I have published my HA source code (config files) at https://github.com/Danie10/gadgeteerza-homeassistant and hope this can help others if you’re facing some similar challenges to overcome.


  • Weather is pulling from Weather Underground and displaying in a card on the dashboard.
  • Efergy power consumption stats are showing in a card. Clicking on either the solar or grid entities pops up a history graph for previous 24 hours.
  • Speedtest is showing download and upload speeds and the ping time to a local server in my city, set to test every 3 hours. Clicking on an item shows the history of the previous 24 hours performance.
  • Presence of devices on the local network is being sourced from running NMap – I have it limited to just show my family’s phones. It shows which phones are present (home) or away (away or battery flat).
  • Ring doorbell stats show in a card with battery level, Wifi signal strength, and times of the last movement or doorbell press. Also got it to display the most recent motion video as a card (click to view it). 
  • Integration with my Victron solar system via Modbus TCP.
  • Google Chromecast and two Google Home speakers show up in cards that you can adjust volume levels, see what is playing, pause, etc. You can also type in a text message and it will speak the message to an individual speaker or a group.
  • Got Let’s Encrypt SSL working with DuckDNS so I can access my Home Assistant remotely now.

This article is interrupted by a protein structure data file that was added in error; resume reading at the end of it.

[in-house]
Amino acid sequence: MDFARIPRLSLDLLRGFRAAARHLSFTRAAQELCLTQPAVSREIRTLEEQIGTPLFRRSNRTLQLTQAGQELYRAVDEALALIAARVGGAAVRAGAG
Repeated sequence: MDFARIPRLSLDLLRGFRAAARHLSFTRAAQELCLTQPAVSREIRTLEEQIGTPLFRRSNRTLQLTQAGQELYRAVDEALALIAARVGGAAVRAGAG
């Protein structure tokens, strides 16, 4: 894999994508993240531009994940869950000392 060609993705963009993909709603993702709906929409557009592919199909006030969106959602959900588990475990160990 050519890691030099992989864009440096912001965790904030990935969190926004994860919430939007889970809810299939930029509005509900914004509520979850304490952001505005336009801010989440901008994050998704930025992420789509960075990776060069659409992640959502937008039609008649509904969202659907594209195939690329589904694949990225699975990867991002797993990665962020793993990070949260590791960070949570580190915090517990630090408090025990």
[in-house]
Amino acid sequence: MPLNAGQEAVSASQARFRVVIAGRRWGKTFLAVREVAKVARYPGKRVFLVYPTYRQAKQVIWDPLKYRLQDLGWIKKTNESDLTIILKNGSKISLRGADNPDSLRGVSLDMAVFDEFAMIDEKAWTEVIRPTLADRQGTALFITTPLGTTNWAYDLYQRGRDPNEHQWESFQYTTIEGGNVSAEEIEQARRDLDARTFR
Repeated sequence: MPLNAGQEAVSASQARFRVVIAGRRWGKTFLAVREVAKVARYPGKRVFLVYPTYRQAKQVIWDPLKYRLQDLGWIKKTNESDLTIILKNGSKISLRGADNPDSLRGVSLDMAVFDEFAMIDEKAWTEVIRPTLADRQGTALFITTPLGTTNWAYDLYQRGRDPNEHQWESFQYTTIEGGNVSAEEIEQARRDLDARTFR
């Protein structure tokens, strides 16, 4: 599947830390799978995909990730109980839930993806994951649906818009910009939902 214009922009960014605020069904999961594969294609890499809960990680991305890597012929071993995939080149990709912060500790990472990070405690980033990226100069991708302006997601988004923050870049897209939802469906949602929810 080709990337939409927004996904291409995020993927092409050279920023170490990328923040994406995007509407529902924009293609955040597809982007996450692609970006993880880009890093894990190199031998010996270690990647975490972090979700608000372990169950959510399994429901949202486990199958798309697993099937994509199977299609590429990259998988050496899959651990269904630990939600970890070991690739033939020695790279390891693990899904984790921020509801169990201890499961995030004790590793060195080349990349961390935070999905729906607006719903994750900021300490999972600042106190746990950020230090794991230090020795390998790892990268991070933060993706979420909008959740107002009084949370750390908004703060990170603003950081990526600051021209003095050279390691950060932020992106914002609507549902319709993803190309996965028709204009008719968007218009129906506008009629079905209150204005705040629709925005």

• Got a Sonoff Basic switch flashed with Tasmota firmware and it is communicating via MQTT. It is also linked to Google Home devices so it can be controlled by voice via a Google Home speaker.
  • Got a Sonoff POW switch flashed with Tasmota firmware and it is communicating via MQTT. It can be switched on and off from HA, and the power, current, total power for today and yesterday show up on the dashboard.
  • Alerts for flat batteries for VoIP phone and Ring Doorbell – I can already monitor these devices as present (present meaning on and connected) on the network, and have push notifications to the HA app on my phone if they go offline.
  • Automation alert for when power has ceased to flow for the shower hot water ie. geyser has heated up.
  • Have Reolink CCTV cameras integrated.


Some ideas I have and what I am currently setting up:

  • Groups are clusters of related entities (an entity being a single switch or attribute of say weather, like the wind speed). A View is another tab view on the Home Assist screen, which is achieved by adding a line “view: yes” inside the group.
  • Icons are sourced from https://materialdesignicons.com/ and are specified as a line inside say the panel_iframe function or under the customize section for a specific entity where you defined a friendly name, like this: “icon: mdi:wrench” where wrench is the con’s name from the website.
  • Want to integrate my Texecom alarm system as well with Home Assistant – my starting point will be here, and Texecom’s own API here.
  • Think about facial recognition.
  • Find a way to convert a dumb water meter into a smart connected meter using maybe a Hall effect device to read it.
  • Use an ultrasonic range detector to read the level of my rain water tank – it has an accuracy if 1mm when >20cm range. The tank is a good 2m high (5,000L) so that last 20cm is not a big issue.
  • Look at https://github.com/emoncms/emoncms EconCMS for data logging and visualisation of sensor data.
  • Automation of an aquarium – see https://youtu.be/75BGApkBkjY.
  • Need to learn more about Templates as they can alter the look and feel of detail on the card groups.
  • Watching good tutorial videos by diyAutomate.